Prime Minister Hun Sen yesterday called for the closure of a Christian anti-trafficking NGO during a heated tirade at a graduation ceremony, condemning them and CNN for broadcasting an “insulting” story about girls who were sold into sexual slavery by their own mothers.
But in the unpaved streets of the once notorious Svay Pak commune, where Agape International Missions (AIM) has been established since 2005, the community yesterday despaired at the thought of the charity’s closure.
AIM featured prominently in a recent CNN report, which revisited three girls who were reportedly sold into sex slavery by their impoverished family members. It was initially headlined The Cambodian girls sold for sex by their mothers, which sparked ire on social media because one of the victims spoke Vietnamese. The word “Cambodian” was later dropped from the headline.
“This is a serious insult,” Hun Sen said yesterday, commanding the interior and foreign ministries to investigate.
“In many countries, for only drawing cartoons their magazine must be shut down, but in our country, we are insulted [to the point of] saying that mothers sold children to become prostitutes.”
“We cannot accept this big insult, and we are going to close the NGO involved.”
On Monday a CNN spokesperson said the report had highlighted Cambodia’s progress in eradicating the trade, adding, “We stand by our reporting”.
Hun Sen, however, was unassuaged yesterday, hinting at the possibility of protests at the US Embassy – which he also asked to investigate the NGO – and appearing to draw a parallel between the CNN story and the devastating US bombing campaign of the 1970s. He then went on to side with US President Donald Trump, who has himself been highly critical of CNN.
“CNN of the United States deserves to be cursed by Donald Trump. It’s not wrong. [I] support President Donald Trump who cursed CNN,” he said.
Interior Ministry spokesman Khieu Sopheak would only say “the investigation is in progress now” before hanging up.
The Ministry of Women’s Affairs also weighed in, saying AIM had made a “major mistake” and manipulated the truth for their own financial gain.
“In our Cambodian culture, we don’t have a tradition to sell children, even though we are in a desperate situation,” the ministry said in a statement, which came on the same day police announced they were investigating a case of a woman who allegedly sold her baby daughter for $125 in Preah Vihear.
News of the premier’s calls for AIM’s closure, however, came as a blow to many residents in Svay Pak on the outskirts of Phnom Penh, where the NGO has established centres to train women to sew, educate children and offer medical care, as well as a boxing gym.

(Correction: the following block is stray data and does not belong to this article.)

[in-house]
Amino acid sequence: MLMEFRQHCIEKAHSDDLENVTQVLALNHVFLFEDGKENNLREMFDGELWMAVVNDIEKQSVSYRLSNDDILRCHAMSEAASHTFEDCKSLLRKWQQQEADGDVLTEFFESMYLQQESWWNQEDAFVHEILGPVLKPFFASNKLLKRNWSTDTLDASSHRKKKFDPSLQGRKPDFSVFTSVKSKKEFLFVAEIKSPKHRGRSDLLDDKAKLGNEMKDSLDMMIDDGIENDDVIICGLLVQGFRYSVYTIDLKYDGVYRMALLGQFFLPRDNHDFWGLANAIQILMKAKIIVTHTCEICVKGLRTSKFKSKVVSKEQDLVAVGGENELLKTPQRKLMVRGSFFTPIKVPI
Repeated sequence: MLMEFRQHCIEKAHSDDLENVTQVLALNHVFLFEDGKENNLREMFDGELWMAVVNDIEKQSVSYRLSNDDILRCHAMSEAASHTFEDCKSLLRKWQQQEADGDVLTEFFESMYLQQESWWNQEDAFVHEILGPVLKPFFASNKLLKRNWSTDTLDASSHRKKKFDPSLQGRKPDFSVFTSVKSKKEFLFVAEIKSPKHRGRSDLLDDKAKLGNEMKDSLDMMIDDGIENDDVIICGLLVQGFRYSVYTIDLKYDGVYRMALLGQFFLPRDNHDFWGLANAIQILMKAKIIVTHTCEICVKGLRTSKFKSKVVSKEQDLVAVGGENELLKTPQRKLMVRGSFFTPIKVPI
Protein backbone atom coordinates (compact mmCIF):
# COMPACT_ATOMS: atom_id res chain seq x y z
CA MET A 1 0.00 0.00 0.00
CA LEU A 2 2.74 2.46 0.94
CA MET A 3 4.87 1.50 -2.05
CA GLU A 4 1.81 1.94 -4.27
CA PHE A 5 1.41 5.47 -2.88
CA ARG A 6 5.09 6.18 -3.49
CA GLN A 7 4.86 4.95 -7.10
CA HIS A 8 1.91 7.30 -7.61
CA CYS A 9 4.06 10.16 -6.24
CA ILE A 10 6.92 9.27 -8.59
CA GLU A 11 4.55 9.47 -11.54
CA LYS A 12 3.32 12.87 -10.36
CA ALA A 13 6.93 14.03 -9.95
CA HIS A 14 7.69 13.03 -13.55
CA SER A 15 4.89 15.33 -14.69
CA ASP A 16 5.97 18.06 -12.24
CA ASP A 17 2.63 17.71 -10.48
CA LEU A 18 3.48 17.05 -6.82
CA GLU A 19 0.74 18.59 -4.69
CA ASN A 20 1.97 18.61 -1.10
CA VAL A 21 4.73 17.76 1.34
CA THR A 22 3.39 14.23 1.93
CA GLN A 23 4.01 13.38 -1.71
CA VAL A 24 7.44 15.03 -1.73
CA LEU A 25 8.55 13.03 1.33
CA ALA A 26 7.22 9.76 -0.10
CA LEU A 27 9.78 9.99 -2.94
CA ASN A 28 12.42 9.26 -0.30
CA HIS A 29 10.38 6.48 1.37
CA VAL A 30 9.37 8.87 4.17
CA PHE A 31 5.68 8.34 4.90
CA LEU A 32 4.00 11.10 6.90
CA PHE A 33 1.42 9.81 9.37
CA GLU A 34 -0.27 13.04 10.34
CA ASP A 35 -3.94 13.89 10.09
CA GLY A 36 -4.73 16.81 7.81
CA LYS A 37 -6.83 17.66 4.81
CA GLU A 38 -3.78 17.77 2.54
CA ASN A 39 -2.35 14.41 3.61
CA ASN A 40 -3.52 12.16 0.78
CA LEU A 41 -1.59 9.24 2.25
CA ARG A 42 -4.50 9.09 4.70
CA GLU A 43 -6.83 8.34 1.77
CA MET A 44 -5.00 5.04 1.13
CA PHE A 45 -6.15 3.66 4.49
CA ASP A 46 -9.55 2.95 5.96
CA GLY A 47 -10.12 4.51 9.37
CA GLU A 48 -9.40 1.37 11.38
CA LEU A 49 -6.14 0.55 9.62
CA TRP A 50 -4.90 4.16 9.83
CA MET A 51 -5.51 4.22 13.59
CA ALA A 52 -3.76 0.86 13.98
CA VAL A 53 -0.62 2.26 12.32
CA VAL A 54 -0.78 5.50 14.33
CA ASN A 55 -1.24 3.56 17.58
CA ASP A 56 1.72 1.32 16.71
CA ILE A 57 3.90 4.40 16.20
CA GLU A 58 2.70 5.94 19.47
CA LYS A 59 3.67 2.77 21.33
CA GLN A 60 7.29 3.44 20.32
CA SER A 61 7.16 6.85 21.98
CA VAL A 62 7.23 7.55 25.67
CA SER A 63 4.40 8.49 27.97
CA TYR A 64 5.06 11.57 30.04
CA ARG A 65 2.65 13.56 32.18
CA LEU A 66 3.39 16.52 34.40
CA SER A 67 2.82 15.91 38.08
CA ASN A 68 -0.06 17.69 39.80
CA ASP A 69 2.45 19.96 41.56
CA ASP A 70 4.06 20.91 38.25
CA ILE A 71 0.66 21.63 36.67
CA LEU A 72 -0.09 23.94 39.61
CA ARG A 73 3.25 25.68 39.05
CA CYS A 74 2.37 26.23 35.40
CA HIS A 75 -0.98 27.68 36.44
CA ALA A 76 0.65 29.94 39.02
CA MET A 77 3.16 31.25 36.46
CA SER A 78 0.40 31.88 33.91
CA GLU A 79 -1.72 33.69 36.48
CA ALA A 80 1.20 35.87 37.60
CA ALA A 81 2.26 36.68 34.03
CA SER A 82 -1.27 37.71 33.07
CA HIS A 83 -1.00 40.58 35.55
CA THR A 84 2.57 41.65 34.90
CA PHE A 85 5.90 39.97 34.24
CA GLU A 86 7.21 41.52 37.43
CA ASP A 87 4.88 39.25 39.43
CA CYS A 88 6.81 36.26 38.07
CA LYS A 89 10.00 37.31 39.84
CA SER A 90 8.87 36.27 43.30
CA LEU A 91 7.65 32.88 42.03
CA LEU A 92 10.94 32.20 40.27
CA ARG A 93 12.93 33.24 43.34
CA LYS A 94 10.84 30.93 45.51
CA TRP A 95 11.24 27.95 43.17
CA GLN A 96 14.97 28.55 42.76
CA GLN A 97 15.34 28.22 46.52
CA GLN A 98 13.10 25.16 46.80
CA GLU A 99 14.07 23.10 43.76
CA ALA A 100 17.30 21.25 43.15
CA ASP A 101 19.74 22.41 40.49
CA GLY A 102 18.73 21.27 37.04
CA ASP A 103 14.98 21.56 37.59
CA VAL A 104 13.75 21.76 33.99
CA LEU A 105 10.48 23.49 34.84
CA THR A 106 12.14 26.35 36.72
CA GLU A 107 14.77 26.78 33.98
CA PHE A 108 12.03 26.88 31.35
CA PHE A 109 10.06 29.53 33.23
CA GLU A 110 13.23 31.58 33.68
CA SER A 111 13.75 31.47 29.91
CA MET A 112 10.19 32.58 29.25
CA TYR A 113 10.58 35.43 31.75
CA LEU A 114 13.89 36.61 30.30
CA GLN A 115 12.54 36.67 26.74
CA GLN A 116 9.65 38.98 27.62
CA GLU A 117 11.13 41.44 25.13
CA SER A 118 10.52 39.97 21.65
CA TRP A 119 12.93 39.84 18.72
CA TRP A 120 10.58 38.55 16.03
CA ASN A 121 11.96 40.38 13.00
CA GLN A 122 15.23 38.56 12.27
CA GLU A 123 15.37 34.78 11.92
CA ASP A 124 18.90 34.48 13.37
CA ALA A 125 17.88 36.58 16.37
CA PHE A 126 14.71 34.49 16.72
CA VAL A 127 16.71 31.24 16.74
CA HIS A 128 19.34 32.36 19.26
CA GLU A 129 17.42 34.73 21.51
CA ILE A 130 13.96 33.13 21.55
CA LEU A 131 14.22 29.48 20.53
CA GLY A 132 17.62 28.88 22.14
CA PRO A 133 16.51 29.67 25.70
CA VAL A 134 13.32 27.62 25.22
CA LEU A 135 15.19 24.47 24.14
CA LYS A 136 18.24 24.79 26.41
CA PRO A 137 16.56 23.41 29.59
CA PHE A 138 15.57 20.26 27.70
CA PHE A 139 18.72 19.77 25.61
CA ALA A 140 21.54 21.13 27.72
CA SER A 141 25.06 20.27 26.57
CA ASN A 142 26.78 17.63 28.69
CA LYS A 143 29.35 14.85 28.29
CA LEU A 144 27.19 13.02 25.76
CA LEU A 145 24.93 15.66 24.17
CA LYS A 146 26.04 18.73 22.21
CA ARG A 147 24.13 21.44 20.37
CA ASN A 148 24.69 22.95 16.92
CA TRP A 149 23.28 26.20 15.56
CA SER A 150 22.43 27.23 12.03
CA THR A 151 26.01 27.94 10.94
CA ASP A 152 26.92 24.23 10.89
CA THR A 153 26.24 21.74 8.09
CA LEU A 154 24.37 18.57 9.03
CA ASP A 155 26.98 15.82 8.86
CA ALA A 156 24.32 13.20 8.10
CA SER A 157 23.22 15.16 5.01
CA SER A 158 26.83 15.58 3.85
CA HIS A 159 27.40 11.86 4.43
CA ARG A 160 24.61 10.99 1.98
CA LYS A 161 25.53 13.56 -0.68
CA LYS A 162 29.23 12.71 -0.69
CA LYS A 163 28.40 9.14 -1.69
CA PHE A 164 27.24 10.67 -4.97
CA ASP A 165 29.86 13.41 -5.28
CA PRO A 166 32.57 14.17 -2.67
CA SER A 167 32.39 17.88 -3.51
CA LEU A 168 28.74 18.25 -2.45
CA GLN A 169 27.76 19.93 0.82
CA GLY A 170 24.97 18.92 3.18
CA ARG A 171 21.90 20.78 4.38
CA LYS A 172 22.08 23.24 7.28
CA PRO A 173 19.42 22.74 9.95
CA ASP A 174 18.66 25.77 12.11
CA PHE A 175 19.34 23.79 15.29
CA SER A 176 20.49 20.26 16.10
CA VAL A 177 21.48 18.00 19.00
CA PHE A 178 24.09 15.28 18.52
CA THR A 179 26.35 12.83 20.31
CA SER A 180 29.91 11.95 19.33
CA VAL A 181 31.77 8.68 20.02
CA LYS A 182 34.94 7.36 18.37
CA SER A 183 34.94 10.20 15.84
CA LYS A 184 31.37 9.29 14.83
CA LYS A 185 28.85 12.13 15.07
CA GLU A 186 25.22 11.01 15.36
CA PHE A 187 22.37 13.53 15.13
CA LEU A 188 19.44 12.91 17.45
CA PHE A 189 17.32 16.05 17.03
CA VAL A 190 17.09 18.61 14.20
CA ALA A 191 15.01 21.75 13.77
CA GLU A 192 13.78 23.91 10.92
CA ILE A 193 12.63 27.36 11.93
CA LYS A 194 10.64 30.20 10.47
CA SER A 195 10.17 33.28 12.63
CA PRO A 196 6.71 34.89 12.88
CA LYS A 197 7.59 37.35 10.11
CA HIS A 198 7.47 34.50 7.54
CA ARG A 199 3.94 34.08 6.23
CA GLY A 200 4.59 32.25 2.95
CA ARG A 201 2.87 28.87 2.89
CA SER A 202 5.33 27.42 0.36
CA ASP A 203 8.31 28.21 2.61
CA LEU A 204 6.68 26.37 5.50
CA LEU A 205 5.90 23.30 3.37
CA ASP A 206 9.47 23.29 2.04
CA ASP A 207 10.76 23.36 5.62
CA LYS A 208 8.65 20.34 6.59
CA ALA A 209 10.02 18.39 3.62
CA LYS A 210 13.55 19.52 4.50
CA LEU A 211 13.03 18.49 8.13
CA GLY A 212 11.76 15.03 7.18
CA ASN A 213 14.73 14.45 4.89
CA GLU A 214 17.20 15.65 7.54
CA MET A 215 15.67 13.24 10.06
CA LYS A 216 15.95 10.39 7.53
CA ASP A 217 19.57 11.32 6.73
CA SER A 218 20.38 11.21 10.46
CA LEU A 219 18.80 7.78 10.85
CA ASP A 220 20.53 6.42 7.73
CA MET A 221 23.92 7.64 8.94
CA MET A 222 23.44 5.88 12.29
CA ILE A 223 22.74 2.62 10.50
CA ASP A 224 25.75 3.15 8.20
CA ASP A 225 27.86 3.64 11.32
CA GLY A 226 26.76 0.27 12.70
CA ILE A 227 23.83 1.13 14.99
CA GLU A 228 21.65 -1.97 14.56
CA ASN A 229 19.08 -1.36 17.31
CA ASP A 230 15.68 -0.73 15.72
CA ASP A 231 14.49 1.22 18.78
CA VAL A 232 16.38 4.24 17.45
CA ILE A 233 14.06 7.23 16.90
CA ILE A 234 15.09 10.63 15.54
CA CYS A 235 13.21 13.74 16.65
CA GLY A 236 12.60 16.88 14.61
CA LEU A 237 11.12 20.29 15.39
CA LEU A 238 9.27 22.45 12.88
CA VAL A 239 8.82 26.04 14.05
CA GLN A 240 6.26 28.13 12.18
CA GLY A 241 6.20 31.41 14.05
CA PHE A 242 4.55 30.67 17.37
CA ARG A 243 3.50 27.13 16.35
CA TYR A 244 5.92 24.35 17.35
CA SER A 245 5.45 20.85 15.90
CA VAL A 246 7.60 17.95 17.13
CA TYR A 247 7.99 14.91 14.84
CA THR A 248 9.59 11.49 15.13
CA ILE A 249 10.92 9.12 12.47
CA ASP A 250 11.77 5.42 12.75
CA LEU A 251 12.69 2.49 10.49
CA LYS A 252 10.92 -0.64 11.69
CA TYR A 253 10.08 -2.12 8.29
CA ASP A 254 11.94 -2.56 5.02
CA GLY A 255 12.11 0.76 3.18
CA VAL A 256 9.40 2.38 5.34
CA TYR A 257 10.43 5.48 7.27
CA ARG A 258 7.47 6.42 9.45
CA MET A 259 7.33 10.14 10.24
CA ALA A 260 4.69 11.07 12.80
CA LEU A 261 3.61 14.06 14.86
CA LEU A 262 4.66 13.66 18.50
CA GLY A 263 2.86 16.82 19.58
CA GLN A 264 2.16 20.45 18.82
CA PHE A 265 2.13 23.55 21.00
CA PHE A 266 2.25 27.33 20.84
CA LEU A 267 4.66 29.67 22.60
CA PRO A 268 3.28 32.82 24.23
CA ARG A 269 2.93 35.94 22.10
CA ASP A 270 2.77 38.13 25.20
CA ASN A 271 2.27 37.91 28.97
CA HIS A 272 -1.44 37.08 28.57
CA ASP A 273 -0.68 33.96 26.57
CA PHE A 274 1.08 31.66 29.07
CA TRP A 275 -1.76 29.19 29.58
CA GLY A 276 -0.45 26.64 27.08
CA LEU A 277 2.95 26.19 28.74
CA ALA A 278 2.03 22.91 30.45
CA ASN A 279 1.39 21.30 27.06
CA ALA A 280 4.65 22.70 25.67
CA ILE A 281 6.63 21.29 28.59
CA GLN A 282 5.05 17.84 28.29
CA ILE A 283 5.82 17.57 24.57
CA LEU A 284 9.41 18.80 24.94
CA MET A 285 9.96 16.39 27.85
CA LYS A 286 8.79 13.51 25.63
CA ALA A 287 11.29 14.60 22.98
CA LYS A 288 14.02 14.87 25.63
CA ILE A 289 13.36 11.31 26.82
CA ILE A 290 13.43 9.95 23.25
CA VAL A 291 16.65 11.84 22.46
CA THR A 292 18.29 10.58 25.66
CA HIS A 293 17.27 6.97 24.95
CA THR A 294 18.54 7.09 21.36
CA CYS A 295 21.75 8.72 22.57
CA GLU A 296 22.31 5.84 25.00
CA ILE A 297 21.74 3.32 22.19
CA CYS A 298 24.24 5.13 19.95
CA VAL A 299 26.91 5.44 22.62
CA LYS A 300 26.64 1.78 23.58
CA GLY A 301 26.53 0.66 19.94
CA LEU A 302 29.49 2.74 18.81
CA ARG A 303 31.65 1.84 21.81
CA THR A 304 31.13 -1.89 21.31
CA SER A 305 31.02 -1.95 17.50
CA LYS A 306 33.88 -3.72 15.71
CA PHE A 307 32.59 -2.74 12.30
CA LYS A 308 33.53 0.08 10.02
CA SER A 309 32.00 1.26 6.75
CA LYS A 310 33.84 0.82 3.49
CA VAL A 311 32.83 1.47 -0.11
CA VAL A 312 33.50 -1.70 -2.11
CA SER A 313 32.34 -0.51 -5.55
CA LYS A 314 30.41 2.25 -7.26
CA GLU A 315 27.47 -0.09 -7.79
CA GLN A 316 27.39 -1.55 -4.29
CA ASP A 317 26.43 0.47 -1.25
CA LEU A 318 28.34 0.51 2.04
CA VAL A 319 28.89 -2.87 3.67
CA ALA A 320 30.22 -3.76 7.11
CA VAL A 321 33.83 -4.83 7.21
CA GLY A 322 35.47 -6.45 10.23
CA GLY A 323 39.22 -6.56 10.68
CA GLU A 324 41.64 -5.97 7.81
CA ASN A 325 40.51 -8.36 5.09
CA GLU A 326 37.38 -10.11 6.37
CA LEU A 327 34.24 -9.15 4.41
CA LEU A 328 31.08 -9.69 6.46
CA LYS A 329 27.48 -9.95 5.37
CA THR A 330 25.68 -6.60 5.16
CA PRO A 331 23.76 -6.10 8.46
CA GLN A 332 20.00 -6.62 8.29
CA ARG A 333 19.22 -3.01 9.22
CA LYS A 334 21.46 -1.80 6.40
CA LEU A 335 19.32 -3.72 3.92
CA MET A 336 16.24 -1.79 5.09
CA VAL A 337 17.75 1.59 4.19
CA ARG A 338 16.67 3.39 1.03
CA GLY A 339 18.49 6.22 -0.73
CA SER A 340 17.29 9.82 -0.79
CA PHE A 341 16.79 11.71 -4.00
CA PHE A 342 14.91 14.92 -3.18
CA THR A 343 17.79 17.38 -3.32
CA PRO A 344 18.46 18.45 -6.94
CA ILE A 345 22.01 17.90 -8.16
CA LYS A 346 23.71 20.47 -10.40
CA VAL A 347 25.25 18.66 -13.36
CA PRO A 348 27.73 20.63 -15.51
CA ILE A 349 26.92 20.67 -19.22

The poverty remains palpable in the fishing community, where many residents are ethnic Vietnamese, but it is no longer the infamous child prostitution destination it was the 1990s and early 2000s after brothels were shuttered in 2005.
Motodop Ya Saley, 65, said he was “very happy” with AIM, as his daughter had been given a sewing job after the NGO saw their poverty. “They help sex trafficking victims to get another skill. They even help the poor children to get an education,” he said.
As for the child trafficking and prostitution that once dominated the district, Saley said that had “completely closed down”.
Ros Chantra, 31, said the NGO had helped see a reduction in robberies and drug trafficking. His wife, he said, also worked in sewing and had benefitted from their help since she was young.
“Because her mother is very poor, she brought her here . . . [Without AIM’s help] she may not have survived, because they could not even afford food.”
AIM founder Don Brewster said he was unable to comment yesterday, but two people who work with AIM, who asked to remain anonymous, said they would be filled with regret if AIM were to close.
“I would be afraid to lose this NGO. I would be very sad if I lost my job. This is very important for the community,” said one.
“For children who have a lack of warmth from their family, we teach them,” said another.
AIM has also conducted raids alongside local anti-trafficking police to free victims. The organisation claims to have rescued 600 people last year – including 100 children – and has received multiple government letters thanking them, one as recently as last week. But AIM’s legacy has been chequered. In 2014 a former AIM volunteer was convicted of raping children in his care.
US Embassy spokesman Arend Zwartjes said the US government was proud to contribute to Cambodia’s “impressive strides countering child sex trafficking”.
“However, challenges remain. We believe that committed NGOs, working closely with the Government and the international community, are a very important part of the solution,” he said in an email, declining to address Hun Sen’s calls for an embassy investigation.
World Vision’s Aimyleen Gabriel declined to comment on AIM’s case, but said that sex trafficking in Cambodia was “evolving”, and “remains a major issue needing more attention from all sectors of society”.
Chak Sopheap, of the Cambodian Center for Human Rights, agreed, suggesting the government commit to solving the problem of sexual exploitation rather than dwelling on bad press, adding that no NGO should be shut down without a thorough investigation first.
“Human trafficking, including that of children for sexual exploitation, remains a concerning issue in Cambodia. It is therefore essential that the [Cambodian government] focuse[s] on eradicating such practices, rather than appearing to deny the gravity of the issue,” she said in an email.
Targeting an NGO for “simply for sharing its findings with the media” was “deeply troubling” and “a predictable result” of the much-maligned NGO Law, Sopheap said.